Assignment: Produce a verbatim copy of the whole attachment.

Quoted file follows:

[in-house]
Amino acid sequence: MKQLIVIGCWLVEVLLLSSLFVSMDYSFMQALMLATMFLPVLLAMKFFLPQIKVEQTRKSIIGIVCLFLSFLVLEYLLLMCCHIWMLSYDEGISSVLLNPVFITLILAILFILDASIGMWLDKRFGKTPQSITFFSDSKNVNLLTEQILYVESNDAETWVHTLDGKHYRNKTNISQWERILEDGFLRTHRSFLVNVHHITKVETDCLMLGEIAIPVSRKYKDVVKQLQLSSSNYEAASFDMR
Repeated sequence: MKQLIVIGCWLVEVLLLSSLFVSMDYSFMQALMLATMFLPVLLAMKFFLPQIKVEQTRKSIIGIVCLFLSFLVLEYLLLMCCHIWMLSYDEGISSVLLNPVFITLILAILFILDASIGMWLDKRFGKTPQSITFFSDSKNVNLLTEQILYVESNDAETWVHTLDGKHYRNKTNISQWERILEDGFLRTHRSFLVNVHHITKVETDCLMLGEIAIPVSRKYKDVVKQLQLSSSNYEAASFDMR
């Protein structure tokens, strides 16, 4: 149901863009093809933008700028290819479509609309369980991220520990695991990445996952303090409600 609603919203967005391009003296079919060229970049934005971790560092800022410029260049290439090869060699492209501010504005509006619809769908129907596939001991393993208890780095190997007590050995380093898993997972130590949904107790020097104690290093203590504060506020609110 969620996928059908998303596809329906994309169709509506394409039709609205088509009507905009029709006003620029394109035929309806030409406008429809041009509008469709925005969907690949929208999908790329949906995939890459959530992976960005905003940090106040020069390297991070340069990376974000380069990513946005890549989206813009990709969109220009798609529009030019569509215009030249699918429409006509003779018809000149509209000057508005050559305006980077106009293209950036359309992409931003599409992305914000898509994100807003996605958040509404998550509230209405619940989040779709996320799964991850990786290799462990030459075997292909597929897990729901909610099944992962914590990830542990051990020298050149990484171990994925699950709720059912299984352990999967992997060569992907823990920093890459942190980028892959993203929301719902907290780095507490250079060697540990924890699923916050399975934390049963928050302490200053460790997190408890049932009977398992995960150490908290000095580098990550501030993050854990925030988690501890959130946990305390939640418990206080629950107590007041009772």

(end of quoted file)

[in-house]
Amino acid sequence: MKQLIVIGCWLVEVLLLSSLFVSMDYSFMQALMLATMFLPVLLAMKFFLPQIKVEQTRKSIIGIVCLFLSFLVLEYLLLMCCHIWMLSYDEGISSVLLNPVFITLILAILFILDASIGMWLDKRFGKTPQSITFFSDSKNVNLLTEQILYVESNDAETWVHTLDGKHYRNKTNISQWERILEDGFLRTHRSFLVNVHHITKVETDCLMLGEIAIPVSRKYKDVVKQLQLSSSNYEAASFDMR
Repeated sequence: MKQLIVIGCWLVEVLLLSSLFVSMDYSFMQALMLATMFLPVLLAMKFFLPQIKVEQTRKSIIGIVCLFLSFLVLEYLLLMCCHIWMLSYDEGISSVLLNPVFITLILAILFILDASIGMWLDKRFGKTPQSITFFSDSKNVNLLTEQILYVESNDAETWVHTLDGKHYRNKTNISQWERILEDGFLRTHRSFLVNVHHITKVETDCLMLGEIAIPVSRKYKDVVKQLQLSSSNYEAASFDMR
């Protein structure tokens, strides 16, 4: 149901863009093809933008700028290819479509609309369980991220520990695991990445996952303090409600 609603919203967005391009003296079919060229970049934005971790560092800022410029260049290439090869060699492209501010504005509006619809769908129907596939001991393993208890780095190997007590050995380093898993997972130590949904107790020097104690290093203590504060506020609110 969620996928059908998303596809329906994309169709509506394409039709609205088509009507905009029709006003620029394109035929309806030409406008429809041009509008469709925005969907690949929208999908790329949906995939890459959530992976960005905003940090106040020069390297991070340069990376974000380069990513946005890549989206813009990709969109220009798609529009030019569509215009030249699918429409006509003779018809000149509209000057508005050559305006980077106009293209950036359309992409931003599409992305914000898509994100807003996605958040509404998550509230209405619940989040779709996320799964991850990786290799462990030459075997292909597929897990729901909610099944992962914590990830542990051990020298050149990484171990994925699950709720059912299984352990999967992997060569992907823990920093890459942190980028892959993203929301719902907290780095507490250079060697540990924890699923916050399975934390049963928050302490200053460790997190408890049932009977398992995960150490908290000095580098990550501030993050854990925030988690501890959130946990305390939640418990206080629950107590007041009772």